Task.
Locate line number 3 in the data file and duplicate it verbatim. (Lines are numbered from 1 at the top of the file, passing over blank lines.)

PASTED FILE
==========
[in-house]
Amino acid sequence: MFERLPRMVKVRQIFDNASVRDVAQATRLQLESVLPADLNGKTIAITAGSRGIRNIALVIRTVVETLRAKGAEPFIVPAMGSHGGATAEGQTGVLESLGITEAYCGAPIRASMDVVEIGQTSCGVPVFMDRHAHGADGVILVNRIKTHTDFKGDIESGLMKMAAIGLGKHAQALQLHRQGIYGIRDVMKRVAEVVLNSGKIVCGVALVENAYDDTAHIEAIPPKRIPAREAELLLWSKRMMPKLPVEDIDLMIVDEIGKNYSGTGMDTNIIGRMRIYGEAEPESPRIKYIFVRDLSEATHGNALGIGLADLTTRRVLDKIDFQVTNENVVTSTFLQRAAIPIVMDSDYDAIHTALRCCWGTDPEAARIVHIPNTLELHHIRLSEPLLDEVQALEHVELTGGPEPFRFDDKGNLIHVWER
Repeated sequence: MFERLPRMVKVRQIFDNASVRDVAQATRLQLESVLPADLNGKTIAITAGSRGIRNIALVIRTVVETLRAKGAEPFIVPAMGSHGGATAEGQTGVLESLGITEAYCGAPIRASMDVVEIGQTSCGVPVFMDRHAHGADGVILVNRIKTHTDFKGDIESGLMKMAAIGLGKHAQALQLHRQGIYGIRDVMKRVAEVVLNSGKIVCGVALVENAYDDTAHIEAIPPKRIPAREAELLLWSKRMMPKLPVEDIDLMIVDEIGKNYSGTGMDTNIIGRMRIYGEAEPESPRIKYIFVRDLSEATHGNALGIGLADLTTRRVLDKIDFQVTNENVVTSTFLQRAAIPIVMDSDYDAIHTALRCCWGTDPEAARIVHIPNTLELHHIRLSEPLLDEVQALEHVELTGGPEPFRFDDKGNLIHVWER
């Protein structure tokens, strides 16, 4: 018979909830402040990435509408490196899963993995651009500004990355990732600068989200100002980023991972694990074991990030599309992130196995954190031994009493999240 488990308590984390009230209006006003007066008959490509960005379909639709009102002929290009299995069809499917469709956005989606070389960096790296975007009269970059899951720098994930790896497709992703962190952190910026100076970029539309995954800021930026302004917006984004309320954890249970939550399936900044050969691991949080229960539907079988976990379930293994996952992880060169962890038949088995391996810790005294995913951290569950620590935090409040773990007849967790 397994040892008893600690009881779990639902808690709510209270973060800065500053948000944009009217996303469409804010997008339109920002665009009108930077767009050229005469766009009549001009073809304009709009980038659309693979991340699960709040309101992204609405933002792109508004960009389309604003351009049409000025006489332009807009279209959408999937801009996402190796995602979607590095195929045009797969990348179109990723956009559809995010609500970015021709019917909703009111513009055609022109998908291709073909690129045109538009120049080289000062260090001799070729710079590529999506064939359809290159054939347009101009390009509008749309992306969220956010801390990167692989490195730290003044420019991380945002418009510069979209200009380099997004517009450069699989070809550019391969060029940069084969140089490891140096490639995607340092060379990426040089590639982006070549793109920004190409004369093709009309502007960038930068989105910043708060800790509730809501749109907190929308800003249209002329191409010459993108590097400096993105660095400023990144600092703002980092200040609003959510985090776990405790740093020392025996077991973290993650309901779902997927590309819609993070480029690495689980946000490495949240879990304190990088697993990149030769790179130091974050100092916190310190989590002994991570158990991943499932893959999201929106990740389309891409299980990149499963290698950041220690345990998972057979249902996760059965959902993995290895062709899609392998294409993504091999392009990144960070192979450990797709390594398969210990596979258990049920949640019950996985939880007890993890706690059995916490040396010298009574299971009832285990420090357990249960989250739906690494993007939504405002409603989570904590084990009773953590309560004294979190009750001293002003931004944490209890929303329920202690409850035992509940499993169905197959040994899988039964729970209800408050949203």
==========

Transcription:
Repeated sequence: MFERLPRMVKVRQIFDNASVRDVAQATRLQLESVLPADLNGKTIAITAGSRGIRNIALVIRTVVETLRAKGAEPFIVPAMGSHGGATAEGQTGVLESLGITEAYCGAPIRASMDVVEIGQTSCGVPVFMDRHAHGADGVILVNRIKTHTDFKGDIESGLMKMAAIGLGKHAQALQLHRQGIYGIRDVMKRVAEVVLNSGKIVCGVALVENAYDDTAHIEAIPPKRIPAREAELLLWSKRMMPKLPVEDIDLMIVDEIGKNYSGTGMDTNIIGRMRIYGEAEPESPRIKYIFVRDLSEATHGNALGIGLADLTTRRVLDKIDFQVTNENVVTSTFLQRAAIPIVMDSDYDAIHTALRCCWGTDPEAARIVHIPNTLELHHIRLSEPLLDEVQALEHVELTGGPEPFRFDDKGNLIHVWER